We are not listening for pleasure and recordings are just tools for sound assessment.

 

 

Did you mean to say the reverse?

One never knows, do one? - Fats Waller

The fairest thing we can experience is the mysterious. It is the fundamental emotion which stands at the cradle of true art and true science. - Einstein

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8 minutes ago, semente said:

But it helps to know what pianos and violins and vocals sound in real life. I dare say that if you have never listened to live unamplified music you are less well equipped to judge realism, though one could argue that if you only listen to the "artificial" sound and "fabricated" ambience of studio productions then realism may not rate very highly compared to say excitement.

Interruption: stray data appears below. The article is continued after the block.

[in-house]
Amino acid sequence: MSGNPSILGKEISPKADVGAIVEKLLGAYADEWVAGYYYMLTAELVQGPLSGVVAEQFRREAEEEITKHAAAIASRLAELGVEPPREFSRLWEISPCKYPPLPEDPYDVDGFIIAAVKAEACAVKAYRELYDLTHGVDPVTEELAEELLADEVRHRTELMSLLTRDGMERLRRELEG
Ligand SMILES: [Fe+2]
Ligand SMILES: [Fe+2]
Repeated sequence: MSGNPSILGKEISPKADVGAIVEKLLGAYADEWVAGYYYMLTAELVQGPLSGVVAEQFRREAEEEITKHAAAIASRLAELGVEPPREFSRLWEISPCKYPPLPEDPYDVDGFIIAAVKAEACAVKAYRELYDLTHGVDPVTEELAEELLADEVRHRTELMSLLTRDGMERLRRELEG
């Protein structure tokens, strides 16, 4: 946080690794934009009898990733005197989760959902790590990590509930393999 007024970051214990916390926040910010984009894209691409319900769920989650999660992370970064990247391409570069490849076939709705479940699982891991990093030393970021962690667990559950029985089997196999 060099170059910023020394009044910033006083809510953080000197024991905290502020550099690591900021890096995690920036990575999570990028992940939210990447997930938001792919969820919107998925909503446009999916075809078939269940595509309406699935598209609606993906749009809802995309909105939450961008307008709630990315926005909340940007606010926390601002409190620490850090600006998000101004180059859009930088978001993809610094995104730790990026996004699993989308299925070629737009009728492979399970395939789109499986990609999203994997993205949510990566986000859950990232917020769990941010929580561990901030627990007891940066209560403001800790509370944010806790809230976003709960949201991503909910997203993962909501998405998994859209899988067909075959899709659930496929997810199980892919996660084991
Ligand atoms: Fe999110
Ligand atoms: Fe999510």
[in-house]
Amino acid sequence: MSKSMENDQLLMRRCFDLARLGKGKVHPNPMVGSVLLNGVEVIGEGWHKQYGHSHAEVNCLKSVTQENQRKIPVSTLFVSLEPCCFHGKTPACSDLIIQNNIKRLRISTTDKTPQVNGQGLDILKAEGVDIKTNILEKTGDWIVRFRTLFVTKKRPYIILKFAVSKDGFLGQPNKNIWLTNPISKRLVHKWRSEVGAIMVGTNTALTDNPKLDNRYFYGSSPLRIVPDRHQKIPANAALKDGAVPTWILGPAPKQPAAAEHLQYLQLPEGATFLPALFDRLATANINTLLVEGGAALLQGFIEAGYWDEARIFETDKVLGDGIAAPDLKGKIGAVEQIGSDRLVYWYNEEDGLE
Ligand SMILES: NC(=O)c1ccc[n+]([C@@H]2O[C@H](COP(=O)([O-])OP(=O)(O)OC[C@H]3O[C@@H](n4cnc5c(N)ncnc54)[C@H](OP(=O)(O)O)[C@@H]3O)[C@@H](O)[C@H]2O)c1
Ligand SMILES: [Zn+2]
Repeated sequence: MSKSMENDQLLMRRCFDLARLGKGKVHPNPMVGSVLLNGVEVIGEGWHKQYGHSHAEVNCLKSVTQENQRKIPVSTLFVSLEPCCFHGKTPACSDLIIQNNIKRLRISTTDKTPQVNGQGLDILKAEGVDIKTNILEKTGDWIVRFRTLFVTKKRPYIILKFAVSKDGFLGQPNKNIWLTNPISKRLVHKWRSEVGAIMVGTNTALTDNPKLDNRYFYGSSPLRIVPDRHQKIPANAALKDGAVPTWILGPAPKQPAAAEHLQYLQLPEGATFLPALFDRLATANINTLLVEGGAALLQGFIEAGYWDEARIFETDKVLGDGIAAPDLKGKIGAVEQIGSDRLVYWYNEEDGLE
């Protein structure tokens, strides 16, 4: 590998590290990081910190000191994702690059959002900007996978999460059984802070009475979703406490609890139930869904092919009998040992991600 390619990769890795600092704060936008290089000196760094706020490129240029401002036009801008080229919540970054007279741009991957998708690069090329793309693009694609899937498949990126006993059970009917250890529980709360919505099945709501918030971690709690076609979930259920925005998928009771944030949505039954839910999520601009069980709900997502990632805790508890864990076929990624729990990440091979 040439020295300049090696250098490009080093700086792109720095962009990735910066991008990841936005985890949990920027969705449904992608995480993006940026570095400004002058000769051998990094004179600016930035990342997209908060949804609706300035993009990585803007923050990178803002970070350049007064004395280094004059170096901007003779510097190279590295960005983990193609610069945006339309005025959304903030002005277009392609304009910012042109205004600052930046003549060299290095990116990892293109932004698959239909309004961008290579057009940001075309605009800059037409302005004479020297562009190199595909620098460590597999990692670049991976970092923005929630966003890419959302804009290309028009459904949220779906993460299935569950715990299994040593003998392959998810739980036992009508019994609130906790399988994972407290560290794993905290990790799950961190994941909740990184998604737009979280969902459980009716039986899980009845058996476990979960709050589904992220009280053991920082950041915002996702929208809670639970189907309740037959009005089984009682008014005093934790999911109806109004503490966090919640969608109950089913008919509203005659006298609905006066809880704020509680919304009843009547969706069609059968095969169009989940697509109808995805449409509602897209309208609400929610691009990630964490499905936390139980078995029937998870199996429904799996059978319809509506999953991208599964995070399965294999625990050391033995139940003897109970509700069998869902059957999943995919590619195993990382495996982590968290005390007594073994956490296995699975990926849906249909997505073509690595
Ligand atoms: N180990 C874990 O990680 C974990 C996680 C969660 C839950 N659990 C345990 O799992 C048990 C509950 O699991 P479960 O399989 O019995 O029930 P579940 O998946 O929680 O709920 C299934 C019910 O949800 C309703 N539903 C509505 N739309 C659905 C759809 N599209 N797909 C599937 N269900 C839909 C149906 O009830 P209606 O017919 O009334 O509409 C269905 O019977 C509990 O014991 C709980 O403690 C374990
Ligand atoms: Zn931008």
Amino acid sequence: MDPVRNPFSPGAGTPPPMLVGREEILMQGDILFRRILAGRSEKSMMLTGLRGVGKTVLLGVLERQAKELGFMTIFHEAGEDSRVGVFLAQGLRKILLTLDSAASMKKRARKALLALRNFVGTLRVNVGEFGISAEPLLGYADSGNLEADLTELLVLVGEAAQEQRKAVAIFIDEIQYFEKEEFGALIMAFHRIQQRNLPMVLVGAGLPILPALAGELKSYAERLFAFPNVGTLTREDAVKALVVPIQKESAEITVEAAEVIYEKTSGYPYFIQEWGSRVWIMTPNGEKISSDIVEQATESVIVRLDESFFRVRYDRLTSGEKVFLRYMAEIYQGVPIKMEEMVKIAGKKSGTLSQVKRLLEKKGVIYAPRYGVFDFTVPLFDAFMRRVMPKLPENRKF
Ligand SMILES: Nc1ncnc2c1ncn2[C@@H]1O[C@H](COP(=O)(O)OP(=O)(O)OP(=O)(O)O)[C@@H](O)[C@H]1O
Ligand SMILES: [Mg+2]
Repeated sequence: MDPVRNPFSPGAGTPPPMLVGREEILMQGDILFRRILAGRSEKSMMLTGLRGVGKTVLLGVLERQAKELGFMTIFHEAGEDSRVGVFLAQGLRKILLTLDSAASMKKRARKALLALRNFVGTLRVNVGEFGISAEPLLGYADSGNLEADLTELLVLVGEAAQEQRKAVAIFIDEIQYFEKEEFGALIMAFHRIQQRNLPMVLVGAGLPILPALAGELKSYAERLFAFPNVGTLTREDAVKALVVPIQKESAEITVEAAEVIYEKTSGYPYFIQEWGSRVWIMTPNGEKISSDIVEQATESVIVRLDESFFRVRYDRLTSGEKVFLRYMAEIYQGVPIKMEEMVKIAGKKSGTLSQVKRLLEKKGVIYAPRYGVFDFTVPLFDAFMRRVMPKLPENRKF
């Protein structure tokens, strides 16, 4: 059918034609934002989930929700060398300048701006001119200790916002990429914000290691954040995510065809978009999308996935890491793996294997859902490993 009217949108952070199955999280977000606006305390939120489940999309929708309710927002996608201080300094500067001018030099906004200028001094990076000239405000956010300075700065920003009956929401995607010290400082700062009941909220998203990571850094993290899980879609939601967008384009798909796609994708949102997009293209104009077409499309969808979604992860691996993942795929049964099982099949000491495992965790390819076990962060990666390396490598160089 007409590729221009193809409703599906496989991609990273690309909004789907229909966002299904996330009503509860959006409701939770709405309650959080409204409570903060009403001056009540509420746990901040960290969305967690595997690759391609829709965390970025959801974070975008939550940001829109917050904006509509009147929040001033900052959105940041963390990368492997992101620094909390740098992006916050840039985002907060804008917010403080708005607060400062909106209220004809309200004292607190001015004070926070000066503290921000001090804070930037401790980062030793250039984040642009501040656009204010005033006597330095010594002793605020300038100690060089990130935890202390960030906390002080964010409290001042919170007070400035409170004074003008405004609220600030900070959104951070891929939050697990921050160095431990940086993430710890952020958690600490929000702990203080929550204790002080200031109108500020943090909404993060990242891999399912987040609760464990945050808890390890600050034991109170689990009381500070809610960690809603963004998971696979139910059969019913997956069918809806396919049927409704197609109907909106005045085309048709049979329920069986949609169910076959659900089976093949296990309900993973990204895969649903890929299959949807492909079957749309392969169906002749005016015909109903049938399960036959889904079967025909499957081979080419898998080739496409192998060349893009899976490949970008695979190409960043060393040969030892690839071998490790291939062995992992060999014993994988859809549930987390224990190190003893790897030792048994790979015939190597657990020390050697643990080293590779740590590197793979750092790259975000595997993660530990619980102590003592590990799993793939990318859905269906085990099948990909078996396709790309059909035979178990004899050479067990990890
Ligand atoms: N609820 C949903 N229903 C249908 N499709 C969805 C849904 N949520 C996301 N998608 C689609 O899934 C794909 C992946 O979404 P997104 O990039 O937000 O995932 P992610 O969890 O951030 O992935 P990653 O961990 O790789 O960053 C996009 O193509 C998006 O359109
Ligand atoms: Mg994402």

Agreed, it is just not "absolute" as a reference.

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Just now, barrows said:

Wait, what?  Hahaha, I am assuming this is a joke, and it illustrates my point.  I listen for pleasure, so changes to my system which increase my pleasure are changes for the better.  I would rather evaluate changes on this basis, than on the basis of some (virtually impossible to have a true reference for) theoretical "absolute

 

Listening for pleasure and assessing performance are different tasks with distinct objectives.

When I am evaluating performance I listen for shortcomings and for realism; but I often identify problems when listening for pleasure.

 

When I pick up a photography book I can do the same: focus on the quality of the printing and editing, or enjoy the artistic and conceptual qualities of the photos.